Controlling Your Kitchen Remodel Cost
The scariest part of your kitchen remodel is going to be the cost. Sure, opening up walls and finding a cockroach, or seeing a dead mouse under the fridge may be frightening too, but shelling out tens of thousands of dollars for a kitchen remodel can be nerve wracking. Part of the reason it’s so scary is that you have to pay for it before you ever get a chance to look at it. It’s not like buying a car where you can take a test drive or rent it for a couple days to see if you like it. It can be more worrisome than buying a house. At least you can tour the house a few times before you make an offer.
If you feel a bit overwhelmed at the financial investment you are about to make, you should know that it’s a normal reaction. Now, you know why I stressed at the beginning of the book the importance of determining whether or not you actually need to remodel your kitchen in the first place. It’s a big investment.
Let’s take a look at what you can expect to pay for your remodel and some strategies you can use to keep your renovation costs from growing. We’ll also discuss the different material options you have for your project. If you have a solid understanding of what your material and labor costs will be before you meet with a general contractor, then you’ll be able to better scrutinize their estimates. You’ll also be in a much better position to identify areas for savings.
Typical Kitchen Renovation Costs
According to PopularMechanics.com, a minor kitchen renovation will average around $18,500 while a high-end remodel averages closer to $54,000. Now that doesn’t mean you can’t get a high-end look for less than $20,000. Of course, you can also pay well over $60,000 and still have a basic looking kitchen.
What’s the difference between a $20,000 kitchen renovation and one that costs $100,000? It’s going to come down to the amount and quality of the material, and then the scope of the labor involved to install that material. If you select lower cost materials or reduce the scope of the project, you’re going to save money. If you pick expensive items for your new kitchen and the amount of labor involved overall is significant, then you’re going to pay more. It’s that simple. How much will your new kitchen cost? Let’s figure that out next.
Remodeling Material Costs
Your material costs will likely be the biggest price driver in your renovation. A collection of kitchen remodels and their respective budgets on Fixr.com2 reveals that the material costs will end up being roughly 70% to 80% of your overall budget! This trend is pretty consistent across all kitchen remodel budgets.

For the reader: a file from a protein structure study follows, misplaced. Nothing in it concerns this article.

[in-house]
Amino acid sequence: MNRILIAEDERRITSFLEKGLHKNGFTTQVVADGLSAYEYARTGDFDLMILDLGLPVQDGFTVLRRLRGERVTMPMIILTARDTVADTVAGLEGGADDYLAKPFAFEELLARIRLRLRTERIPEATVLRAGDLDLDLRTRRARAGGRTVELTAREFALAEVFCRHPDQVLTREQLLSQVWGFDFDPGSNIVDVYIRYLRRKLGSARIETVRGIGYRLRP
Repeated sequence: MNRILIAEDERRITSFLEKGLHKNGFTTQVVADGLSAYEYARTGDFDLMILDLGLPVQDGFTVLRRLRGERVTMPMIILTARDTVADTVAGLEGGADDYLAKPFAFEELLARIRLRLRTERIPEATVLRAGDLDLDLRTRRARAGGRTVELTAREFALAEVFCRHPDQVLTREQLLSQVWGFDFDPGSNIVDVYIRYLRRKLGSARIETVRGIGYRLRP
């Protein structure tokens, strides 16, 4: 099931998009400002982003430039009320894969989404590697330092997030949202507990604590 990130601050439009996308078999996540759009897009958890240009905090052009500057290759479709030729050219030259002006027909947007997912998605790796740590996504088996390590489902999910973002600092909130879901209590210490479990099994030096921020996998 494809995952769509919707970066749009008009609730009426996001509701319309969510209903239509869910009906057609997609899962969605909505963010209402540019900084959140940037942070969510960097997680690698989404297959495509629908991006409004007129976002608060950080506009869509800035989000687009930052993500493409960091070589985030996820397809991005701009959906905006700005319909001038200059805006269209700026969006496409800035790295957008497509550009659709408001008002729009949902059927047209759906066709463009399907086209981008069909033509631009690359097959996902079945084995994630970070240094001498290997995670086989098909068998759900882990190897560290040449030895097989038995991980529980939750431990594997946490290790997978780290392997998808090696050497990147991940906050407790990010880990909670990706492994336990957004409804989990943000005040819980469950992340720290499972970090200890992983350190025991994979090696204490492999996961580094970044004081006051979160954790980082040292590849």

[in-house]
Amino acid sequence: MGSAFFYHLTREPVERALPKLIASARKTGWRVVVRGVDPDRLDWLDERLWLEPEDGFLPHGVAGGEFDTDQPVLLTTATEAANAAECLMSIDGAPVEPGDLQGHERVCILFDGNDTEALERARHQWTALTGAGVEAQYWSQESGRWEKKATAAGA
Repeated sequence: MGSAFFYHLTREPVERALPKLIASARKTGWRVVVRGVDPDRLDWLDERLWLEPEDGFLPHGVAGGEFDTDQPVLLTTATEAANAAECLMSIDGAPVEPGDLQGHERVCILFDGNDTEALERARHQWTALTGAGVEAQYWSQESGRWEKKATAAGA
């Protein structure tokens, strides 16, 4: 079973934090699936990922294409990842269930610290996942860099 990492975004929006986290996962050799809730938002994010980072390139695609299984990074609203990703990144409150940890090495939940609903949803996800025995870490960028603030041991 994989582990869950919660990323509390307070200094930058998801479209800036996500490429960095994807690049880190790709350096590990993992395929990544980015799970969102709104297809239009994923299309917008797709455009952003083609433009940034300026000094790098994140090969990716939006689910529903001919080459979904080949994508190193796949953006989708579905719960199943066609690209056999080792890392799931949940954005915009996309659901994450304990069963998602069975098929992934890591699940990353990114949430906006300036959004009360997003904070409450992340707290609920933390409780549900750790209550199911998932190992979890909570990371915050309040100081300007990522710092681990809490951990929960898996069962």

Let’s dig a little deeper. Roughly one third of the material budget will be for new cabinets. The fact that the majority of your budget will be materials should be welcome news to you. Guess who controls the material selection for your project. That’s right, you do. Granted, your designer will make suggestions for material, but ultimately, it’s your call. If your budget starts to get too high, you can always pick less expensive items.
Believe it or not, we already have enough information to start making some rough estimates for the cost of a kitchen remodel. Here’s a helpful example. Let’s pretend you have a renovation budget of $25,000 (after you pay your kitchen designer, of course). As we discussed, you can assume around 75% of that will be for materials, which is $18,750. Subtract that amount from $25,000, and that leaves $6,250 left over for labor. Of the $18,750, around one third will go toward cabinet costs, which in this case is another $6,250.
Knowing these rough numbers, up front, can help you while your shopping for cabinets. If you see a set of cabinets for $10,000, you’ll know that it’s more than your budget can afford, or you’ll need to identify savings elsewhere in your plan if you absolutely have to have them. Conversely, if you see a cabinet set for $5,000, you’ll know that you can afford them, and you’re likely to save some money in the long run.
Your Kitchen Redesign Budget
Ultimately, your kitchen renovation will fall under one of two categories: it will either be budget driven or goal driven. That is to say, you’ll either have a total amount for the remodel that you’ll have to stay under, or you’ll simply buy what you want and it costs what it costs. I suspect that most kitchen remodels are budget driven. For example, if you take out a home equity line of credit for $30,000 to renovate your kitchen, you’ll want to keep the renovation at $30,000 or less. If however, you have a large enough budget that you can pick out whatever appliances or cabinets you’d like, you are goal driven.
The decision on how much money to spend on your kitchen remodel is a personal decision you need to make, and I’m not going to suggest any type of bare minimum value. I will, however, urge you to make sure that you’ve planned properly by considering all of the expected costs.
Let’s move on to cover kitchen cabinets & countertops.
Back to Kitchen Remodeling